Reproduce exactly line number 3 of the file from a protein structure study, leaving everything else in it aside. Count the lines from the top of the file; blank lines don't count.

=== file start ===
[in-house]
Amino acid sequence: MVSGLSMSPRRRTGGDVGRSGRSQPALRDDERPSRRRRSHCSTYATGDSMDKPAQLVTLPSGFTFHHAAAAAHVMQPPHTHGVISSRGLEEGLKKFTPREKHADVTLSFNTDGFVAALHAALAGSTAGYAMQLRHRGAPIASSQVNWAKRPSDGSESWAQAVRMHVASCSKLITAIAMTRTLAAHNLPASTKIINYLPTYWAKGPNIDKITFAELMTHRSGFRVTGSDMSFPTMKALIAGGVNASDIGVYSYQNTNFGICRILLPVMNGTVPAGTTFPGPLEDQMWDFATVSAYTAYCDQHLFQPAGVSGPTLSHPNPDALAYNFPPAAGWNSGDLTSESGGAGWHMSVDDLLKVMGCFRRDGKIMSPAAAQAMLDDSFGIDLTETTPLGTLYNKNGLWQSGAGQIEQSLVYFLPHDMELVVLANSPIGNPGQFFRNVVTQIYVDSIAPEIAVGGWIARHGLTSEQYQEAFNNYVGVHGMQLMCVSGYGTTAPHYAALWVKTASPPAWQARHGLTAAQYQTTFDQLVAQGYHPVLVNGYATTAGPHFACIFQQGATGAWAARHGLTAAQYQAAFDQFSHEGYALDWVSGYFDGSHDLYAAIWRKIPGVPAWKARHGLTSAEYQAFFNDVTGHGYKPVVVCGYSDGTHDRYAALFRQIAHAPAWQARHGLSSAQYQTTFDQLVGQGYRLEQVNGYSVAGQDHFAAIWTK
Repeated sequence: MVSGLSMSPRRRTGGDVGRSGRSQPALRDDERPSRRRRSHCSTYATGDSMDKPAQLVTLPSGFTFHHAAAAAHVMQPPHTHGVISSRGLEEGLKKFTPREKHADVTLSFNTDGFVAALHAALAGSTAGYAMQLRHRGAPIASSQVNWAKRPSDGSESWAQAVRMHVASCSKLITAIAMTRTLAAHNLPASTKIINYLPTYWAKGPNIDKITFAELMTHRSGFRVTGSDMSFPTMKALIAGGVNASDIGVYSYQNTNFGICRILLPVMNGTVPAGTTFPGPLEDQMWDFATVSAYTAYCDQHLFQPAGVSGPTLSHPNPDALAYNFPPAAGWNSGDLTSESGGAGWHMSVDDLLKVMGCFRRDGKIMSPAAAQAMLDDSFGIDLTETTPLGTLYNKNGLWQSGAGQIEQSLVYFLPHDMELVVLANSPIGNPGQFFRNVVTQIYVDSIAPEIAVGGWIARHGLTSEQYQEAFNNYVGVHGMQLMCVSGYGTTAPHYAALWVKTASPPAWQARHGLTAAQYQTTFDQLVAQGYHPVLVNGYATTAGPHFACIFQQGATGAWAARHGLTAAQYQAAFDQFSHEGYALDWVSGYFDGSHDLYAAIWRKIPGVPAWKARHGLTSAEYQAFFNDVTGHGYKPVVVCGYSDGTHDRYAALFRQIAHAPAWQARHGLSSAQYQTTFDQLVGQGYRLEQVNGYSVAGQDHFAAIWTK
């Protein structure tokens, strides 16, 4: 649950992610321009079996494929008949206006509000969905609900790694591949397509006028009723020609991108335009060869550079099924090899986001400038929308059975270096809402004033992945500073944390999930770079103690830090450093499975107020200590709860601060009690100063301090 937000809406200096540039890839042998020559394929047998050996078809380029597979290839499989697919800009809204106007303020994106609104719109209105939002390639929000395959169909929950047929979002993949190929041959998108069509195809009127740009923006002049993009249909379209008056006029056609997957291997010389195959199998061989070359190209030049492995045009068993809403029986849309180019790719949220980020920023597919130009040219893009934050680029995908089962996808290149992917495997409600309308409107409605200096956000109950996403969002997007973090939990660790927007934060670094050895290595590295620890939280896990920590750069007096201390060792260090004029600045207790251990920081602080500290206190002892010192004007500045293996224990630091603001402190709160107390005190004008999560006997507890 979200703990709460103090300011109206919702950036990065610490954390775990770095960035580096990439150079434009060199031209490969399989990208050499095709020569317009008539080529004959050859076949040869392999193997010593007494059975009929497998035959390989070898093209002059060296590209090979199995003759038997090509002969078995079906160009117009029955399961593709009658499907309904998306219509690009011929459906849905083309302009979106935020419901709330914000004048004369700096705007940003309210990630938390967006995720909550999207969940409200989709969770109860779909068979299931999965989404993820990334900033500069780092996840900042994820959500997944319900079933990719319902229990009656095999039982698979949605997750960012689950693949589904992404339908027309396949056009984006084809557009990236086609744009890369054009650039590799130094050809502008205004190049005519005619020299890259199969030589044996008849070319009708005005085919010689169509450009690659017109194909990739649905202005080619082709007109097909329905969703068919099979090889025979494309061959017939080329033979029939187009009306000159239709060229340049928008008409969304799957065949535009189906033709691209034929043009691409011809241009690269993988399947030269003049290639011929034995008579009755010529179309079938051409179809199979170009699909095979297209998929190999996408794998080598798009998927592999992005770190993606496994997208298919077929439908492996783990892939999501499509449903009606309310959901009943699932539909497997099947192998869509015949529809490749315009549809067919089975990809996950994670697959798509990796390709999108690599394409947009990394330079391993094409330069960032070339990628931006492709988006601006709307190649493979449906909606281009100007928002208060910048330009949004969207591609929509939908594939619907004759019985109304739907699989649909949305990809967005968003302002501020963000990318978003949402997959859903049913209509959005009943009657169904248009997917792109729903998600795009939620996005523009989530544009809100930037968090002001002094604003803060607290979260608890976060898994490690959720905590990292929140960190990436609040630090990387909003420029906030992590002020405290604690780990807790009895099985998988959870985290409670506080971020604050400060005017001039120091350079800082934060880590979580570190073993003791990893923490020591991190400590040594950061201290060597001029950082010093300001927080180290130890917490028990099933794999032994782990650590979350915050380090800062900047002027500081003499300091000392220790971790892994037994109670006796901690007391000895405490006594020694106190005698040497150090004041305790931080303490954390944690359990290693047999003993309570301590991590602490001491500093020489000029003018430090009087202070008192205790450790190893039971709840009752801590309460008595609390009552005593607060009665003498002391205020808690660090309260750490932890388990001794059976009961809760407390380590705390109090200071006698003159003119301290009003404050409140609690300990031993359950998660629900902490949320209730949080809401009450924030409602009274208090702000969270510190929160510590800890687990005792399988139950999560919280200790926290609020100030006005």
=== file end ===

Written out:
Repeated sequence: MVSGLSMSPRRRTGGDVGRSGRSQPALRDDERPSRRRRSHCSTYATGDSMDKPAQLVTLPSGFTFHHAAAAAHVMQPPHTHGVISSRGLEEGLKKFTPREKHADVTLSFNTDGFVAALHAALAGSTAGYAMQLRHRGAPIASSQVNWAKRPSDGSESWAQAVRMHVASCSKLITAIAMTRTLAAHNLPASTKIINYLPTYWAKGPNIDKITFAELMTHRSGFRVTGSDMSFPTMKALIAGGVNASDIGVYSYQNTNFGICRILLPVMNGTVPAGTTFPGPLEDQMWDFATVSAYTAYCDQHLFQPAGVSGPTLSHPNPDALAYNFPPAAGWNSGDLTSESGGAGWHMSVDDLLKVMGCFRRDGKIMSPAAAQAMLDDSFGIDLTETTPLGTLYNKNGLWQSGAGQIEQSLVYFLPHDMELVVLANSPIGNPGQFFRNVVTQIYVDSIAPEIAVGGWIARHGLTSEQYQEAFNNYVGVHGMQLMCVSGYGTTAPHYAALWVKTASPPAWQARHGLTAAQYQTTFDQLVAQGYHPVLVNGYATTAGPHFACIFQQGATGAWAARHGLTAAQYQAAFDQFSHEGYALDWVSGYFDGSHDLYAAIWRKIPGVPAWKARHGLTSAEYQAFFNDVTGHGYKPVVVCGYSDGTHDRYAALFRQIAHAPAWQARHGLSSAQYQTTFDQLVGQGYRLEQVNGYSVAGQDHFAAIWTK